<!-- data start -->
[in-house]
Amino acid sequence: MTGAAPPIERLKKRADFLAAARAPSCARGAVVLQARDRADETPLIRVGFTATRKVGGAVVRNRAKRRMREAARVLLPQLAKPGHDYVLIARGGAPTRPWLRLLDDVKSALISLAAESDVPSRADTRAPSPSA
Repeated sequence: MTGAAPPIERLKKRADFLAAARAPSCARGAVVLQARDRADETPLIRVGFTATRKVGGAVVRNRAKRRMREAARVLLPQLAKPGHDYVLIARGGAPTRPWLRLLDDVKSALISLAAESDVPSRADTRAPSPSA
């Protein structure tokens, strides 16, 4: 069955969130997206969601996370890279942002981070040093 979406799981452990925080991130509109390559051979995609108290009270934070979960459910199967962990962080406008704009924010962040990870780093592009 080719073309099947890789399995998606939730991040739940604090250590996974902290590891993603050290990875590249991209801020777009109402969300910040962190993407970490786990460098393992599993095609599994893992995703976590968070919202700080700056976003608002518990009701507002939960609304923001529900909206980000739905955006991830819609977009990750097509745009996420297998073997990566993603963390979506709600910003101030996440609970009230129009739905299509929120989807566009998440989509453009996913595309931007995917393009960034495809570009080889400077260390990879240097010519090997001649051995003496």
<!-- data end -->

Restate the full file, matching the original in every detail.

[in-house]
Amino acid sequence: MTGAAPPIERLKKRADFLAAARAPSCARGAVVLQARDRADETPLIRVGFTATRKVGGAVVRNRAKRRMREAARVLLPQLAKPGHDYVLIARGGAPTRPWLRLLDDVKSALISLAAESDVPSRADTRAPSPSA
Repeated sequence: MTGAAPPIERLKKRADFLAAARAPSCARGAVVLQARDRADETPLIRVGFTATRKVGGAVVRNRAKRRMREAARVLLPQLAKPGHDYVLIARGGAPTRPWLRLLDDVKSALISLAAESDVPSRADTRAPSPSA
């Protein structure tokens, strides 16, 4: 069955969130997206969601996370890279942002981070040093 979406799981452990925080991130509109390559051979995609108290009270934070979960459910199967962990962080406008704009924010962040990870780093592009 080719073309099947890789399995998606939730991040739940604090250590996974902290590891993603050290990875590249991209801020777009109402969300910040962190993407970490786990460098393992599993095609599994893992995703976590968070919202700080700056976003608002518990009701507002939960609304923001529900909206980000739905955006991830819609977009990750097509745009996420297998073997990566993603963390979506709600910003101030996440609970009230129009739905299509929120989807566009998440989509453009996913595309931007995917393009960034495809570009080889400077260390990879240097010519090997001649051995003496």